When details emerged of the murder on Tuesday night of a 30-year-old mother of three Rabab Abu Siam in the central Israeli city of Lod, the first instinct of all the pundits was to blame the police force for sleeping on the job.
Abu Siam, an Arab-Israeli elementary-school teacher, was shot to death by masked gunmen in the yard of her home, while her youngest daughter was sitting on her lap and her parents and other two children were inside. Everyone in her orbit assumed that the culprit was her ex-husband since he’d been harassing her since their recent divorce.
Her precarious situation was known to welfare services and law enforcement. Social workers and police offered her as much protection as they could provide, such as a panic button for emergency calls and patrols near her residence. They urged her to move to a shelter for battered women.
She refused, opting instead to stay temporarily with relatives in the south of the country. But the arrangement didn’t last, and she returned to Lod, where she met her tragic end—after crying to a friend a week earlier that she feared something bad was about to befall her.
Though it was clear to all concerned that this was a slaughter of revenge by a man “dishonored” by the spouse over whom he felt he had ownership and deserved complete control, the police do not yet have sufficient evidence to tie him to or charge him with the crime. This is because he went abroad the day before the evil deed was done.
Currently, Israel’s men and women in blue are engaged in an effort to gather proof of his involvement and apprehend those who actually pulled the trigger. The question being raised by the public, however, is how authorities could have let this happen in the first place.
Women’s rights advocates, in particular, were appalled that it was the endangered female, rather than the male tormenting her, who was told to leave town.
Because of the ensuing public outcry, police went into emergency mode over the weekend to prevent another Lod resident, a mother of four whose name has not been released, from falling prey to a similar fate.
The woman in question narrowly escaped death when fired at twice last week by men in what the Hebrew press is referring to as her “close circle” (possibly members of her own family). When police decided to smuggle her to a hiding place up north, they discovered that a tracking device had been planted in her car.
In other words, she was under surveillance everywhere she went. Despite her having been informed of this frightening fact, she refused police insistence that she go to a shelter.
Despite her unwillingness, police obtained a court order obliging her to comply. Her response was to appeal through a lawyer, saying, “I know my life is in danger, but I want to be in my home.”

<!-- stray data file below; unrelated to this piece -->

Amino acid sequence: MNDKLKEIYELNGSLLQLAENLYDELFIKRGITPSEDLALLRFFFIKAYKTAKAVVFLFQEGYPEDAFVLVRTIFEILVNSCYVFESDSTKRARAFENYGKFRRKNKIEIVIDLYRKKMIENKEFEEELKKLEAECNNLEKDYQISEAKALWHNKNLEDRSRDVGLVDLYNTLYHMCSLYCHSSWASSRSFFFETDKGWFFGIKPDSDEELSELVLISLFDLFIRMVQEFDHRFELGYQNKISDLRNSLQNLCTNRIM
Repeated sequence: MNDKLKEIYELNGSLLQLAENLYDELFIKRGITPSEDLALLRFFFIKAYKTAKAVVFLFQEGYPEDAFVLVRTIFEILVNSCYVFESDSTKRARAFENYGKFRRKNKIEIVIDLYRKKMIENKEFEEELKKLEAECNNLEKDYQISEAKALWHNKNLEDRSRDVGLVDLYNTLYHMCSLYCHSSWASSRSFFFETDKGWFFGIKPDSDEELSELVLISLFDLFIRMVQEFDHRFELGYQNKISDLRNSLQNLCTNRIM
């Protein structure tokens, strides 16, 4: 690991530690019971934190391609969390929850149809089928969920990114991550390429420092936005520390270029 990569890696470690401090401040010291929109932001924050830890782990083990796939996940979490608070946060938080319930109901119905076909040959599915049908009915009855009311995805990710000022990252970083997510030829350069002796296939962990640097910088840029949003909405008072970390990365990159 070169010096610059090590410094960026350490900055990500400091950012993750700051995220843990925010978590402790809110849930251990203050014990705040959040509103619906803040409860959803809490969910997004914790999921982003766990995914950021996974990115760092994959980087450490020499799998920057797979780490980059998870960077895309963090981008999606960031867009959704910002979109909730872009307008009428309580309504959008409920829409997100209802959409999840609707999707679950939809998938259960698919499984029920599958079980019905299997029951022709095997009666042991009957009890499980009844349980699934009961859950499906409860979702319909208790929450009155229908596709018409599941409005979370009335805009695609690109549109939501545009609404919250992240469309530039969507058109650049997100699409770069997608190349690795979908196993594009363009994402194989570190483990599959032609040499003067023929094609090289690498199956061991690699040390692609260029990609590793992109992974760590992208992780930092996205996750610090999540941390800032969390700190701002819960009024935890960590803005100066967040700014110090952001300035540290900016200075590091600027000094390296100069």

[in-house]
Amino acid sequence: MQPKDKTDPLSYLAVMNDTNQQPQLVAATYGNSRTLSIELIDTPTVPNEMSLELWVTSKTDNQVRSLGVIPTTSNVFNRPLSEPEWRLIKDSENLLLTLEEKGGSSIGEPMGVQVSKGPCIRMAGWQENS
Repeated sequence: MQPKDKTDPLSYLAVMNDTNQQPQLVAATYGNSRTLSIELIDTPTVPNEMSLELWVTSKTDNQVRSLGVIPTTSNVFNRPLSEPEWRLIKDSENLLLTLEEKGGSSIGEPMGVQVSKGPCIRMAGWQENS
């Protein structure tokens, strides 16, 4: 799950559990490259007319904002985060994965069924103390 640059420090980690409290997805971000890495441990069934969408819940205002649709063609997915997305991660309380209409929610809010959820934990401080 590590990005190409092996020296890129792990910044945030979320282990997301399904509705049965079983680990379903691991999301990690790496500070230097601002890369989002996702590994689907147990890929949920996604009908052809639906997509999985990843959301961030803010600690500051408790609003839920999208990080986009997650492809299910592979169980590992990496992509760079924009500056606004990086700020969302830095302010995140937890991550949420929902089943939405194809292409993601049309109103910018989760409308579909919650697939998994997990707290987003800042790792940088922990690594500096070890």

Considering her to be an almost certain target for assassination, officers went to her house late Friday night to bring her into protective custody. When she objected, they forced her to abide. Shfela District Deputy Police Chief Ronen Avnieli explained the unprecedented move.
“The woman is in unequivocal danger,” he told Channel 12 on Saturday night. “Unfortunately, she continues to resist cooperating, which brings us to the point of having to make this radical decision, and we’ll seek to implement the court’s ruling. We are also removing the threat in other ways, by going after those who are threatening her.”
The above stories highlight more than just the weakness of the Israeli justice system in the face of rising domestic violence, in general, and in the Arab sector specifically. They also illustrate the difficulty of aiding victims who shun the kind of assistance made available to them.
No Israeli disputes that the police department requires some real overhauling, or that restraining orders against partners with grudges are usually worthless. Still, an honest conversation has to be had about the psychology and cultural norms that lead so many abused women to become obstacles to, as opposed to participants in, their rescue.
Sadly, it’s too late for Abu Siam to rethink her position and behave differently. It is thus inexcusable for the other woman in Lod, whose life police are working tirelessly to preserve, to rebuff the help that she desperately needs.
Where are the feminist voices shouting about such recurring travesties?
Ruthie Blum is an Israel-based journalist and author of “To Hell in a Handbasket: Carter, Obama, and the ‘Arab Spring.’ ”
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